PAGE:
There are administrative functions for managing MySQL users as well. If you wanted to use the MySQL server commands from the command line, you’d instead do this:
|ALTER USER ‘root’ IDENTIFIED BY ‘Password’;|
This would be entered in as any other MySQL commands for administration.
Updating MySQL user privileges
Now you know how to show users by using the “select user from MySQL.user” trick. But probably more frequently, you won’t need to show users but rather update them.
In MYSQL, you update priv settings with the GRANT function:
|GRANT ALL ON database TO ‘user’@’host’;|
The above grants ALL permissions on a database named “database” to a user named “user.” An alternative is:
|GRANT SELECT ON database TO ‘user’@’host’;|
Under the above permissions, the user is able to select documents but not insert or delete them — the equivalent of a “read/write” user. This could be incredibly useful for applications that should be able to access data but should not be able to overwrite it.
Privileges can likewise be revoked:
|REVOKE ALL ON database TO ‘user’@’host’;|
Now, the above user won’t be able to access this database at all, even to just read the information. You can view the privileges like so:
The above will give you a complete list of permissions for your user accounts so you can audit them. In general, each user account should only have the access that it strictly needs. While a root account will usually have access to everything, every other account should be restricted to the data that it requires.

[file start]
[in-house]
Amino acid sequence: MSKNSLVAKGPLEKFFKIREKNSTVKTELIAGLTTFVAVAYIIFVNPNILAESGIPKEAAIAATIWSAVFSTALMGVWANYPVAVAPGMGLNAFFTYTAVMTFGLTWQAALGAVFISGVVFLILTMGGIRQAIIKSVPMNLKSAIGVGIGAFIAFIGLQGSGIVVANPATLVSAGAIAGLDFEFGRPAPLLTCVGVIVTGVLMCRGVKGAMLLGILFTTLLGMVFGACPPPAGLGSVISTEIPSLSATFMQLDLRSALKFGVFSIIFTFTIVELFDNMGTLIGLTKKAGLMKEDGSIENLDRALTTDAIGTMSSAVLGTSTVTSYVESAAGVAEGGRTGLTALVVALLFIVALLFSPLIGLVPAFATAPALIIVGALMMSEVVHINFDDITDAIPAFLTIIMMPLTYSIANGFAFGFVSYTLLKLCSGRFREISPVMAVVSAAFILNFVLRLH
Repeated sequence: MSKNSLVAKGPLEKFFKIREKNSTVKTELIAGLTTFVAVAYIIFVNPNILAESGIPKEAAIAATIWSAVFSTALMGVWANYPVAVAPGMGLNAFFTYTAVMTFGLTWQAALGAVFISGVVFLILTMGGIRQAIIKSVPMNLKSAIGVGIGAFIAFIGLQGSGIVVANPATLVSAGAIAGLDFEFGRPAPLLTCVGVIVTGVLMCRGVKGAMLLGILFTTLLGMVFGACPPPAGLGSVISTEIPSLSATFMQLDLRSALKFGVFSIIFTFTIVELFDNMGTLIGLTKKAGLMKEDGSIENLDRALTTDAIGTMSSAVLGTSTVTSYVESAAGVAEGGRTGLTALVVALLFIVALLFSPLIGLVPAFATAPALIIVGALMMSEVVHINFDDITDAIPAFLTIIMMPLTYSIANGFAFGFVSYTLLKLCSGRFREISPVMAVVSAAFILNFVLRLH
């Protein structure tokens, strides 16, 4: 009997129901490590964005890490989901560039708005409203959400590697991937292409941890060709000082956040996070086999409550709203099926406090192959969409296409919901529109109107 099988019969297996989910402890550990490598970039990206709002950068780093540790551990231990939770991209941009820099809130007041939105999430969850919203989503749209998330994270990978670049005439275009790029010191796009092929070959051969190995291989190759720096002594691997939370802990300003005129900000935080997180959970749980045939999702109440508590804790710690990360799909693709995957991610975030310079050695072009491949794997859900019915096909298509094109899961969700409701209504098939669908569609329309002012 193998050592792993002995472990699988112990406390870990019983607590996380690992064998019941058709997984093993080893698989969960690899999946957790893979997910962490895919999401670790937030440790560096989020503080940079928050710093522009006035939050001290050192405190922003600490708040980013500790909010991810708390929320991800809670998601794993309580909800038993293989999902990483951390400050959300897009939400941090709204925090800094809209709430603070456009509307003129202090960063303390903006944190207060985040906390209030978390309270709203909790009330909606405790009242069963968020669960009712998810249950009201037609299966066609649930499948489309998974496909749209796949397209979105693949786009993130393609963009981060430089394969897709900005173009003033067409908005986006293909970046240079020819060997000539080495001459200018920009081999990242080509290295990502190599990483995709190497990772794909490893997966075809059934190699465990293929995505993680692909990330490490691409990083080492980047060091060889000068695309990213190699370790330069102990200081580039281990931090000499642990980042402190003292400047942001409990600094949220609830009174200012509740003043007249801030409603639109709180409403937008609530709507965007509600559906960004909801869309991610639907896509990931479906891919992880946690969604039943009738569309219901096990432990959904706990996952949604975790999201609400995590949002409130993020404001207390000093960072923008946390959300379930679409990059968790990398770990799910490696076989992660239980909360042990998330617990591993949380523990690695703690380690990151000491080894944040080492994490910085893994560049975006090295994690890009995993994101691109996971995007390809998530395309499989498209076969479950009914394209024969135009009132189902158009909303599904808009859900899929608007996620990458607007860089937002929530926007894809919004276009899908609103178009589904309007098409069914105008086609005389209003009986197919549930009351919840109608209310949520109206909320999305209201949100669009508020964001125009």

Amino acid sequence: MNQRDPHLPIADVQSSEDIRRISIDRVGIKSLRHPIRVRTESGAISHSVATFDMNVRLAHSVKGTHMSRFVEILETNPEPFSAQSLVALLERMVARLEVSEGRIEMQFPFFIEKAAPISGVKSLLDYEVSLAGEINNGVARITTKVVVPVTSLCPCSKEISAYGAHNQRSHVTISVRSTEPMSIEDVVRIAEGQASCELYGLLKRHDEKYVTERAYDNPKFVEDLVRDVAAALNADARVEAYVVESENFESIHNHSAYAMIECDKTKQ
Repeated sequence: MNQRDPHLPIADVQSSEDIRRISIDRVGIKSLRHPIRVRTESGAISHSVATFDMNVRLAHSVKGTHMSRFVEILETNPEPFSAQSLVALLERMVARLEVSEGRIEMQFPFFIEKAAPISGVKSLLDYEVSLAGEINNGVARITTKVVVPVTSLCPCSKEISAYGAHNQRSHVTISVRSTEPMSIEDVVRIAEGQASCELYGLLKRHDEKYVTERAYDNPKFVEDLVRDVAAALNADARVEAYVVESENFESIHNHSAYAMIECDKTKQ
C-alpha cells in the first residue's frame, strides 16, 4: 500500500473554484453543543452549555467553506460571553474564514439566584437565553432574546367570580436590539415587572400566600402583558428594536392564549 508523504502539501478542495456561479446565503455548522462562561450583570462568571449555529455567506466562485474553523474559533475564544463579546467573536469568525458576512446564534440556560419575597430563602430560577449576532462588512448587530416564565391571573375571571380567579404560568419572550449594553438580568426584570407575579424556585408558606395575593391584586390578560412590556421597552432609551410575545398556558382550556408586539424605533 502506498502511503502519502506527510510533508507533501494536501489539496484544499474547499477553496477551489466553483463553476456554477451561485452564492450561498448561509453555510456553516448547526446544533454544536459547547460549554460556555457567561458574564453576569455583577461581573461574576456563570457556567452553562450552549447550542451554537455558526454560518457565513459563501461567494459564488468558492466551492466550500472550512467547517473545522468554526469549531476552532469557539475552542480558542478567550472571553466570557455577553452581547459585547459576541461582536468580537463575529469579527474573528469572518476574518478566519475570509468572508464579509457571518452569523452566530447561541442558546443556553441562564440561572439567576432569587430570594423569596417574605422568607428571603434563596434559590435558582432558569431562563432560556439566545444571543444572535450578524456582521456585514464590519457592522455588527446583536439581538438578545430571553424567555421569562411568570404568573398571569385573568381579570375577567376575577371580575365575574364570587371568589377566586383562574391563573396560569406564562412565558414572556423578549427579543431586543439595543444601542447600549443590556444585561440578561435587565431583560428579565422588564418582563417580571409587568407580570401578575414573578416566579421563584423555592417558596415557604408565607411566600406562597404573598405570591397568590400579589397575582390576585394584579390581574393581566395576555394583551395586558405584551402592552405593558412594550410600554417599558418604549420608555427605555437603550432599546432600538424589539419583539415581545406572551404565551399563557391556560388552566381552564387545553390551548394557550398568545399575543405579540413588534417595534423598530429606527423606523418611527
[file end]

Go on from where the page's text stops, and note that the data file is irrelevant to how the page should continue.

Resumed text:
MySQL user best practices
User management is a matter of security. Many data breaches or disruptions occur because user accounts haven’t been properly audited. A few MySQL user best practices include:
- Delete any unused users. When users are removed from the company, they should be removed from the system.
- Restrict permissions as is prudent. If a user doesn’t need to be able to update the database, they shouldn’t be able to update the database.
- Enforce password protocol. Passwords should be unique, complex, and lengthy; make sure that passwords are properly set.
- Delete any test accounts. Test accounts often present a vulnerability as attackers know that the test accounts exist.
- Never use wildcards in the hostname. Always set the hostname specifically to the hostname that you expect.
- Audit your accounts frequently. Make sure all the passwords have been properly set and that there aren’t any suspicious settings.
It’s the role of the database administrator to enforce these best practices and to regularly audit the database.
Learning more about MySQL
MySQL makes it easy to administer MySQL servers and MySQL databases. You can go in through the MYSQLADMIN console to administer the database or administer user accounts and other settings directly through MySQL’s built-in databases and tables. For users, the table you need to reference is the “user” table — this will provide all the information you need regarding MySQL users.
Start learning about other functions (such as MYSQL ENUM) or MySQL alternatives with Udemy’s MySQL Courses today.